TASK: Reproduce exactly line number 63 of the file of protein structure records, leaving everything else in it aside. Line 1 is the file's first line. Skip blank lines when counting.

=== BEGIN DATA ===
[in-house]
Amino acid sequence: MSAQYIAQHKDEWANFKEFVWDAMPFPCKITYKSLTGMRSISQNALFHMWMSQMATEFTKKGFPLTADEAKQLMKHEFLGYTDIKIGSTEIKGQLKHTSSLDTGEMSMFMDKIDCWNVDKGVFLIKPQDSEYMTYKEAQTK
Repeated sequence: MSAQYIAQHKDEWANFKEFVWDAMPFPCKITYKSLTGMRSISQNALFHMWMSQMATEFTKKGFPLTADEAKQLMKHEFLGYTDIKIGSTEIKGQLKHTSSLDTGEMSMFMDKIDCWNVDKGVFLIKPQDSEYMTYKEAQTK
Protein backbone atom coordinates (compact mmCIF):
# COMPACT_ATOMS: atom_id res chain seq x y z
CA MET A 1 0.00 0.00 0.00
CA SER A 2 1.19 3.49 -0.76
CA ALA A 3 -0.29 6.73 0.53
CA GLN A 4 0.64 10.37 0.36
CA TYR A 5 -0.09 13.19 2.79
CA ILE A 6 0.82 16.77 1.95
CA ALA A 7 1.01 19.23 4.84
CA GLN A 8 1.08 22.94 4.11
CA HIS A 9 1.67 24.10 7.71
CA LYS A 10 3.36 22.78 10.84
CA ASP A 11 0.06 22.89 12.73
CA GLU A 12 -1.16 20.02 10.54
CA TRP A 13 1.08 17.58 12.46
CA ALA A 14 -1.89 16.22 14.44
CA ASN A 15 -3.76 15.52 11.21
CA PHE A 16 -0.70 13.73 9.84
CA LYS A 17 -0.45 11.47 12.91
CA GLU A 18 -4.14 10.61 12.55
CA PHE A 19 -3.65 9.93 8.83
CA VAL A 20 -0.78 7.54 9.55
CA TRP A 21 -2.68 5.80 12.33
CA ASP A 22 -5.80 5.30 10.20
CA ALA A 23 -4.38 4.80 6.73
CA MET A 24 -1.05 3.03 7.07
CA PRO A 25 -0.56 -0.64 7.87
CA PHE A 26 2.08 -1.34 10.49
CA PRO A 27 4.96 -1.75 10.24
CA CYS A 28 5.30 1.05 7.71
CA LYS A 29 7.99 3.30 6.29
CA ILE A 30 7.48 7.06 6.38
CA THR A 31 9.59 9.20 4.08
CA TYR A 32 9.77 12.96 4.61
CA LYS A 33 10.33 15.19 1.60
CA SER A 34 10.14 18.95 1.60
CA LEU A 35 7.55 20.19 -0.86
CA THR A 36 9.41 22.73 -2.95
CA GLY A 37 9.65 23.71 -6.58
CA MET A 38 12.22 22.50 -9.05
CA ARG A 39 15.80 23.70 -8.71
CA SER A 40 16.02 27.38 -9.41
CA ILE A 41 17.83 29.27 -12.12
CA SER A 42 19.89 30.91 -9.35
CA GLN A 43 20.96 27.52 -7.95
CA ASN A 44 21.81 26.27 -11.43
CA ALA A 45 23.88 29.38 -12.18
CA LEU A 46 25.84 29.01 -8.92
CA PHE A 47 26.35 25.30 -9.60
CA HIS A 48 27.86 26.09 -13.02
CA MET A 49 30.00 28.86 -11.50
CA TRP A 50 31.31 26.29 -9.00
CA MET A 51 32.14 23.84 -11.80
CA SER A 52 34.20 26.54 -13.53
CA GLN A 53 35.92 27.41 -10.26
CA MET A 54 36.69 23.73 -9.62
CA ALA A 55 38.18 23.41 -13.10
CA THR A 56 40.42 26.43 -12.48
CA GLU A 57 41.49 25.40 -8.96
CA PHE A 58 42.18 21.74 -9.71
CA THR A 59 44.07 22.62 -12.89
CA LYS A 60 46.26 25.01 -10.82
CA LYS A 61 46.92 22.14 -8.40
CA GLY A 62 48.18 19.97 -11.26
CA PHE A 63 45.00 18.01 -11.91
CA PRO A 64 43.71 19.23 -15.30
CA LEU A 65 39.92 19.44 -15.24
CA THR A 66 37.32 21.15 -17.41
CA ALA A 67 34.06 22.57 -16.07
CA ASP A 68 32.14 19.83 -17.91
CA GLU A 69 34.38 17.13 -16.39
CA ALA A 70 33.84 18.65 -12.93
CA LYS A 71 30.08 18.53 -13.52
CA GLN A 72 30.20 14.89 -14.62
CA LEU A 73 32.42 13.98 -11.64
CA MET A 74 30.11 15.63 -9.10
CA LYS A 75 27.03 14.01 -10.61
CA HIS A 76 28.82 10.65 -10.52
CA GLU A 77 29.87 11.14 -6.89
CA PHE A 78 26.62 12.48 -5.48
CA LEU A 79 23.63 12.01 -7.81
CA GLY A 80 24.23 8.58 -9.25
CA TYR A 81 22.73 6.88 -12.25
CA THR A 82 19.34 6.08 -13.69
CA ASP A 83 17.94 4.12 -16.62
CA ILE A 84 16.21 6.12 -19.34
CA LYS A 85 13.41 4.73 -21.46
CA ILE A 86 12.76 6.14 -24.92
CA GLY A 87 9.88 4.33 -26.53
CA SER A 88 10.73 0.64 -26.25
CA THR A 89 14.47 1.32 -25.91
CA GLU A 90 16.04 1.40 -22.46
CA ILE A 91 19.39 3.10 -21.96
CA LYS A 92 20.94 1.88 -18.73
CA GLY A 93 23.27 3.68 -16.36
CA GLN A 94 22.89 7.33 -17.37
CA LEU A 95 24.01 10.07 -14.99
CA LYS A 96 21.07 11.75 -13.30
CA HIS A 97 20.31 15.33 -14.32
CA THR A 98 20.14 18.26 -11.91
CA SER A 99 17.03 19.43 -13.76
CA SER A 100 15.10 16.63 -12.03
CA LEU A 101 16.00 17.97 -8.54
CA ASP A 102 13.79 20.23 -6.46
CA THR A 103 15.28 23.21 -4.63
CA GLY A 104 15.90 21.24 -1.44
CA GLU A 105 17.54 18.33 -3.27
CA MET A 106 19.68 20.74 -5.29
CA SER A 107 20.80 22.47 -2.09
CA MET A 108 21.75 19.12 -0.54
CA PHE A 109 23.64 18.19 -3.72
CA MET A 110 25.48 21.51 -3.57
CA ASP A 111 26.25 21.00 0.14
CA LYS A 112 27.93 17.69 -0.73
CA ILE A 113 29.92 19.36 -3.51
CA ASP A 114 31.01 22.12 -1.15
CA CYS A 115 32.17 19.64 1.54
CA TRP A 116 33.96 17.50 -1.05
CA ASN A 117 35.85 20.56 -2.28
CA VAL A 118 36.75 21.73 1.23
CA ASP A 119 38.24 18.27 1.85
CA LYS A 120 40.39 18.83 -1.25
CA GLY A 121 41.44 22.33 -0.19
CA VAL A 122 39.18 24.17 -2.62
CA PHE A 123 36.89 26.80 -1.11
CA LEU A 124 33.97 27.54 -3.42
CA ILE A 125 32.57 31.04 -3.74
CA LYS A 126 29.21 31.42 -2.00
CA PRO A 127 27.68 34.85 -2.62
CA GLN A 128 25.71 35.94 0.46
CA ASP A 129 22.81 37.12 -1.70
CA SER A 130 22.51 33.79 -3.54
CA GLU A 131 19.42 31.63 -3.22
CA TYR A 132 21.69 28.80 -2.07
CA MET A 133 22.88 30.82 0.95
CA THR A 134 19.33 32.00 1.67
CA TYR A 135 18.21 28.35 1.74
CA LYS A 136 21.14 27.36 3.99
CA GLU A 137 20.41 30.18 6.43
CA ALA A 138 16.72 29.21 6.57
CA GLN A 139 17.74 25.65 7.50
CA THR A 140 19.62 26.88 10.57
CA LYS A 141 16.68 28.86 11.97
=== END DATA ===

CA PHE A 58 42.18 21.74 -9.71